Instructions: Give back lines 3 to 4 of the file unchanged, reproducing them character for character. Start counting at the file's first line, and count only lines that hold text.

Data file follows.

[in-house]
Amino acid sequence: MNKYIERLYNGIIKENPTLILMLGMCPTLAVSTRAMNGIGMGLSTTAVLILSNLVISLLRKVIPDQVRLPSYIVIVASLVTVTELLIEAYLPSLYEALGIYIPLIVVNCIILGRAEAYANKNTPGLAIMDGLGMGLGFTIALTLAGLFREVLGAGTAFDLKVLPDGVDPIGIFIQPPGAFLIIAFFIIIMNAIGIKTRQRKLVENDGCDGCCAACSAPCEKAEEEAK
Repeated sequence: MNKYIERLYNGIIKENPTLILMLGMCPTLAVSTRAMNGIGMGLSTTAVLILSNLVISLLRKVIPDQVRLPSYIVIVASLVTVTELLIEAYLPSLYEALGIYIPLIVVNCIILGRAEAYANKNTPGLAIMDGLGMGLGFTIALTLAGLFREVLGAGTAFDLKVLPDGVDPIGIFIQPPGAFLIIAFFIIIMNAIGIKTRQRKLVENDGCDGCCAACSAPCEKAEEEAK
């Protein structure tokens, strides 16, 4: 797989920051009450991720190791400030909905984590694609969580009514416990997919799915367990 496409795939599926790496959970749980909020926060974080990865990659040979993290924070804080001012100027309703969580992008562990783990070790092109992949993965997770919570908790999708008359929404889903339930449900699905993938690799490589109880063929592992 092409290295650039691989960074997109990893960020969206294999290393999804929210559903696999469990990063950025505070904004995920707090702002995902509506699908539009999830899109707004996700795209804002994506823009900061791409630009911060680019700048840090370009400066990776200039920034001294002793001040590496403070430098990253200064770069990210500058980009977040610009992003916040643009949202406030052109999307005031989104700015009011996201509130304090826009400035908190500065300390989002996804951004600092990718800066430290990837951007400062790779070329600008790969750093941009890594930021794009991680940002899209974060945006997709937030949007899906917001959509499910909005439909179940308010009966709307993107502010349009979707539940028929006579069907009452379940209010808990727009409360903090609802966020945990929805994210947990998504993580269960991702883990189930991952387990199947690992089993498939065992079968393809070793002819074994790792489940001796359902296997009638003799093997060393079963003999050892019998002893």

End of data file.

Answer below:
Repeated sequence: MNKYIERLYNGIIKENPTLILMLGMCPTLAVSTRAMNGIGMGLSTTAVLILSNLVISLLRKVIPDQVRLPSYIVIVASLVTVTELLIEAYLPSLYEALGIYIPLIVVNCIILGRAEAYANKNTPGLAIMDGLGMGLGFTIALTLAGLFREVLGAGTAFDLKVLPDGVDPIGIFIQPPGAFLIIAFFIIIMNAIGIKTRQRKLVENDGCDGCCAACSAPCEKAEEEAK
């Protein structure tokens, strides 16, 4: 797989920051009450991720190791400030909905984590694609969580009514416990997919799915367990 496409795939599926790496959970749980909020926060974080990865990659040979993290924070804080001012100027309703969580992008562990783990070790092109992949993965997770919570908790999708008359929404889903339930449900699905993938690799490589109880063929592992 092409290295650039691989960074997109990893960020969206294999290393999804929210559903696999469990990063950025505070904004995920707090702002995902509506699908539009999830899109707004996700795209804002994506823009900061791409630009911060680019700048840090370009400066990776200039920034001294002793001040590496403070430098990253200064770069990210500058980009977040610009992003916040643009949202406030052109999307005031989104700015009011996201509130304090826009400035908190500065300390989002996804951004600092990718800066430290990837951007400062790779070329600008790969750093941009890594930021794009991680940002899209974060945006997709937030949007899906917001959509499910909005439909179940308010009966709307993107502010349009979707539940028929006579069907009452379940209010808990727009409360903090609802966020945990929805994210947990998504993580269960991702883990189930991952387990199947690992089993498939065992079968393809070793002819074994790792489940001796359902296997009638003799093997060393079963003999050892019998002893």